Stone was with us for many years before his 13 1/2 year old body just wore out in September of 2016. He was terribly shy and hated going anywhere. His senses started to fail in his last years and he was almost deaf when he passed. One of the big boys, Stone’s presence was a comfort, despite his separation anxiety and other eccentric behaviors, which limited our time away from him. Rest in peace, Old Man Stone. We miss you.
Roscoe, a senior greyhound mix, came to us in January of 2016. He had a spindle cell sarcoma on his right elbow that was malignant. He also had cataracts and was completely blind in his right eye and losing vision quickly in his left. His back was plagued with spondylosis, an age related wearing of the discs in his back. Later in 2016, he developed a heart murmur, high blood pressure, and was in the early stages of kidney disease. Roscoe was a trooper through all of the chemotherapy, immunotherapy, and other treatments he was receiving from both our regular vet and a board certified internal medicine and oncology specialist. He took his twice daily handful of pills and supplements without complaint. But, in late January of 2017, Roscoe’s old body was failing, he was in pain and his tumor was overtaking his leg. It was time to let him fly free. Roscoe touched many hearts and he is dearly missed.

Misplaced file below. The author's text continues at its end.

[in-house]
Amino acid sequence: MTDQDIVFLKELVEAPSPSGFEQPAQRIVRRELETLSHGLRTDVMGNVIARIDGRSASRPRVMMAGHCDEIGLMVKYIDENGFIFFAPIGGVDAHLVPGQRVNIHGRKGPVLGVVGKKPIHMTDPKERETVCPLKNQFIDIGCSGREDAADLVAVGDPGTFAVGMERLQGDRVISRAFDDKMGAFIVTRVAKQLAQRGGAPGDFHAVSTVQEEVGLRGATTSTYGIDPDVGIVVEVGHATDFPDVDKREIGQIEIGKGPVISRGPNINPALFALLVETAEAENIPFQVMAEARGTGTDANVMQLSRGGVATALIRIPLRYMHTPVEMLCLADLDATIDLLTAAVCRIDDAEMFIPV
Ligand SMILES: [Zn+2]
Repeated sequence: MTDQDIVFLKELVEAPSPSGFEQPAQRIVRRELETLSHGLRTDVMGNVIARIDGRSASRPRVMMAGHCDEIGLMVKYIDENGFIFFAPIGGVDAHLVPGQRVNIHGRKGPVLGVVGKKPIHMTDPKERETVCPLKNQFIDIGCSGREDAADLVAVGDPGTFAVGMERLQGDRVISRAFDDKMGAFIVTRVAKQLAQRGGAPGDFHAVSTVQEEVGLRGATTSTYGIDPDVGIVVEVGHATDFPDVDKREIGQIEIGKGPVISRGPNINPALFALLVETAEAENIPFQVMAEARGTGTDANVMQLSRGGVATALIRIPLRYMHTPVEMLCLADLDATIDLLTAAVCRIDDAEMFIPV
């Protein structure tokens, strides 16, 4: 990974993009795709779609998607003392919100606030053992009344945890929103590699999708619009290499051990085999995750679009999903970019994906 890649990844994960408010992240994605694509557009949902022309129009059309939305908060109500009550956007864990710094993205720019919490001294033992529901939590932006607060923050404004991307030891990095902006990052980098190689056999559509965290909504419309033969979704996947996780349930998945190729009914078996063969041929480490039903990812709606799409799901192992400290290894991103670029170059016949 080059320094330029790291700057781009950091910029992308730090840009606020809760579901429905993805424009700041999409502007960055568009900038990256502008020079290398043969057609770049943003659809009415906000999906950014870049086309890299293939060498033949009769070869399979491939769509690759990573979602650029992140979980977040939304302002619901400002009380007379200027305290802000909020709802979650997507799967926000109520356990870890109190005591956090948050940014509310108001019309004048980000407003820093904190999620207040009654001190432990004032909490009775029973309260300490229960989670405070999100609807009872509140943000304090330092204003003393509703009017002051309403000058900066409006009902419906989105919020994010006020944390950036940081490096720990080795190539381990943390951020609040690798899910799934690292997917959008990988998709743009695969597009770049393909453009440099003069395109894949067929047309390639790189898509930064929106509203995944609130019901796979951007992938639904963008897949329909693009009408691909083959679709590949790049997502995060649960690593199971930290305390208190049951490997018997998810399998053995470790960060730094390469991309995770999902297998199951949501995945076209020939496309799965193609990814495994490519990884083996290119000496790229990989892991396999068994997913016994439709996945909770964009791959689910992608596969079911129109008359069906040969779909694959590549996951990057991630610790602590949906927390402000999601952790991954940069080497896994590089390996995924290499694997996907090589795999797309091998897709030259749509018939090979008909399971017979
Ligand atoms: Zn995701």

Smokey was never officially a Sanctuary dog, but we felt that he never wanted to leave and we were ready to make him an official member if he couldn’t find a home by the end of February. Sadly, Smokey was taken from us on Valentine’s Day, after emergency abdominal surgery the day before. He never recovered and passed away shortly before noon. His passing is a painful reminder that, no matter how young, a beloved pet can slip away with little warning. His passing is a constant reminder to love your beloved pets everyday and never, ever take anything for granted.